The country was new in Iowa then; and there was some danger of fever and chills along the water ways and low places. The party located a claim, built a cabin, broke the prairie and raised a crop of corn. John Payne Keenan, being one of the victims to the chills and fever, made up his mind to return to Pennsylvania. So he offered his crop of corn for sale in the field. The price he got seems now remarkably low, five cents a bushel. Not having sufficient means to pay his passage back to civilization he gathered wild hops and sacked them and had them hauled to the Mississippi and forever turned his back on what seemed to him fever stricken Iowa. With the sale of hops to supplement the fund received from his corn he found his way safely to Pennsylvania, where his health was soon restored, but he had lost zeal for western adventure. Hugh Keenan and familv, including the second set of children by the second wife, remained in Iowa, where he died in 1873. The location in Linn County was a good one, and some of the best farming land in the state is found in the vicinity of Springville and west to the Cedar river.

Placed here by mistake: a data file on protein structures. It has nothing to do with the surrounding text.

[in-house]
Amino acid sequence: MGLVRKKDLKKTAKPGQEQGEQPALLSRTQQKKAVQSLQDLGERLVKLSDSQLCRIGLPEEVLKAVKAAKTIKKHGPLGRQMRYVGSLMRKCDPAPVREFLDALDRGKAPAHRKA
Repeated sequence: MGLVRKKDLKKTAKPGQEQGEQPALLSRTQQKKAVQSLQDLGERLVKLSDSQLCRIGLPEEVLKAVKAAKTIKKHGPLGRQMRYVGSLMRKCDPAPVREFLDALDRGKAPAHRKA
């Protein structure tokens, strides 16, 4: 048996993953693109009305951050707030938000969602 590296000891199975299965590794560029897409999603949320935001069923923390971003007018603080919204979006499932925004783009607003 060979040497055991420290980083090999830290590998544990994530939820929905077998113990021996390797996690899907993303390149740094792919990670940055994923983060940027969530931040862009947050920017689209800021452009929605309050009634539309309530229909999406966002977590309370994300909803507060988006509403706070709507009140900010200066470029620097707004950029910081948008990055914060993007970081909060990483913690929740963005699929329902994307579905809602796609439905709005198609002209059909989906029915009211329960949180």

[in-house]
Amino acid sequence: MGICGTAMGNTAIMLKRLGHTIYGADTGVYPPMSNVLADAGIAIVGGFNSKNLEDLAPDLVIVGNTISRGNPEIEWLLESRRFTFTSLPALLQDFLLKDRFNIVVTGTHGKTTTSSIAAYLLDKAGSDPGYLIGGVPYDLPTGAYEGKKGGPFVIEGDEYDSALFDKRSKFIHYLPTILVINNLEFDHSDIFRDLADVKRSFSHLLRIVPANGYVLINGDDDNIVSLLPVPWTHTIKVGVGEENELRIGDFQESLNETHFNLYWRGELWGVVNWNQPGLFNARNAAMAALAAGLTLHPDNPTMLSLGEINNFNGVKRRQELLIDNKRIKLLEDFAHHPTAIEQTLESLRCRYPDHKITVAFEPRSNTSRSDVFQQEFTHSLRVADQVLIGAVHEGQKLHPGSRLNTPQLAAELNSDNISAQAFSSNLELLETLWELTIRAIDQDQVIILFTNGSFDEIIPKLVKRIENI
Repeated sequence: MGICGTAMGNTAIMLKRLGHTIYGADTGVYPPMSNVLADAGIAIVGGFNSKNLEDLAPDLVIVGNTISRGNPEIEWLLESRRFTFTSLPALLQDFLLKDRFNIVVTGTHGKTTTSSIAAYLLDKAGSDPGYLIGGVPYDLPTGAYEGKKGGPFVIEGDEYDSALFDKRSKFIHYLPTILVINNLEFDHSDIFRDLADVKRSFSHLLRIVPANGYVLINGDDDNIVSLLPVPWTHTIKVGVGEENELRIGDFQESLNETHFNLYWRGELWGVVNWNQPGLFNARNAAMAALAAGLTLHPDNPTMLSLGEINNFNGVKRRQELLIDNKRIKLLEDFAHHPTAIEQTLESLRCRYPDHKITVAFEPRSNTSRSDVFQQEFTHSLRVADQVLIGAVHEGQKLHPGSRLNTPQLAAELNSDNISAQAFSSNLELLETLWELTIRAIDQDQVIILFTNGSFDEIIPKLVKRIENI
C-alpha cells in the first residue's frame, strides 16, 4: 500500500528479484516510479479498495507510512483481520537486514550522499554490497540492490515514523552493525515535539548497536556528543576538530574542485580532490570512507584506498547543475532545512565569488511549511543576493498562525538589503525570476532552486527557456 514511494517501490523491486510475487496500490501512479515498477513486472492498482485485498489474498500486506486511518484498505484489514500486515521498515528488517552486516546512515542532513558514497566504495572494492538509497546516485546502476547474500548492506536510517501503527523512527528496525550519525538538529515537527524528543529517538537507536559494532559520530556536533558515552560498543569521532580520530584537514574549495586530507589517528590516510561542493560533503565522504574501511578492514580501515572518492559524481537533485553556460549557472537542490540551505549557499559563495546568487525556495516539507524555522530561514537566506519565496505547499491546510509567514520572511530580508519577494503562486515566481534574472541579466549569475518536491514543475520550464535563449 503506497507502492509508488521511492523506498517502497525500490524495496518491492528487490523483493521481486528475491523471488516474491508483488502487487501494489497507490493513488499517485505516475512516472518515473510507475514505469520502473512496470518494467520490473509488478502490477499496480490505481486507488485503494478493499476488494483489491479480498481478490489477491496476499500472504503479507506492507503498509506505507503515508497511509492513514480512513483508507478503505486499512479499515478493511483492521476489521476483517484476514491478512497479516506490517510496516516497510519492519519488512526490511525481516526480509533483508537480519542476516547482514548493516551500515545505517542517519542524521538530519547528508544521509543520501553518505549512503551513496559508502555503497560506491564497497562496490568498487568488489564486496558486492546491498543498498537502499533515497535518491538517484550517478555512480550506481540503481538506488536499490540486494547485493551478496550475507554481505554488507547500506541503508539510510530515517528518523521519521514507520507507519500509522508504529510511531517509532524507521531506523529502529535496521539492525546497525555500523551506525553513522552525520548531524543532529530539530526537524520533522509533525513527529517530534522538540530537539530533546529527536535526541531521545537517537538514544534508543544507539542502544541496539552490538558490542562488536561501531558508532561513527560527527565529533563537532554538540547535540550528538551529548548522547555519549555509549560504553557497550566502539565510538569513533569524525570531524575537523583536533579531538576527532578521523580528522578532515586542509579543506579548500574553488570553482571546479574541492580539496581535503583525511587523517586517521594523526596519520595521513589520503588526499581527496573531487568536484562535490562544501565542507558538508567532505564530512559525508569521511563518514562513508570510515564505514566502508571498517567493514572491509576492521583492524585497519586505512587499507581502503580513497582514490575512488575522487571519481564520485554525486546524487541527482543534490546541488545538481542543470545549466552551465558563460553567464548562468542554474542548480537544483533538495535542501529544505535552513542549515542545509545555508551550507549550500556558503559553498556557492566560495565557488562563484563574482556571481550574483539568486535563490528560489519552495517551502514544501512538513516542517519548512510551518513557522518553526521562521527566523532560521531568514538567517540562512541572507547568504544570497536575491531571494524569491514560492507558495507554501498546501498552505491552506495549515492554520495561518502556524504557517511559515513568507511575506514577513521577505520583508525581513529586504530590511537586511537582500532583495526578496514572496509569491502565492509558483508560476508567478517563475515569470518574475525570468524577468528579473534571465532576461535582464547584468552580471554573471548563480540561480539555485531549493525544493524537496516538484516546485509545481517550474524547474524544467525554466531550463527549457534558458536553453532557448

In 1853 John Payne Keenan married Nancy Scott, daughter of Thomas and Elizabeth Lazzell (born Bowlby) and settled on a farm in Virginia, near Morgantown, now West Virginia, where he died. He had but one term of school in all his life. He was self educated to the extent of the three rules - reading, writing and arithmetic. He kept himself well informed on what went on in the world according to what the newspapers said. He was a Democrat in politics, but he believed in America against the world and the Union above the rights of the states. When the rebellion was begun at Fort Sumter by firing on the flag he was actuated by one sentiment - the preservation of the Union. He gave his adherence to the administration of Abraham Lincoln, offered his services to the Union army, which was declined on account of his health, and he never again voted the Democratic ticket. Thomas Lazzell, grandfather of the subject of this sketch, was one of the largest land owners in his section and a firm believer in the evil of slavery, and his was one of the two votes cast for Lincoln in his township in 1860. And it was he and men like John P. Keenan who put that county (Monongalia) in the Republican list in West Virginia, where it has ever since remained. Nancy Scott Keenan still survives, and her children are Leonidas H., a lawyer at Elkins, West Virginia, Bruce Lazzell, hereafter further mentioned; Mrs. Mary Elizabeth Davis, of Morgantown, West Virginia; and Thomas Grant and John Franklin, who reside on the home farm near the same place.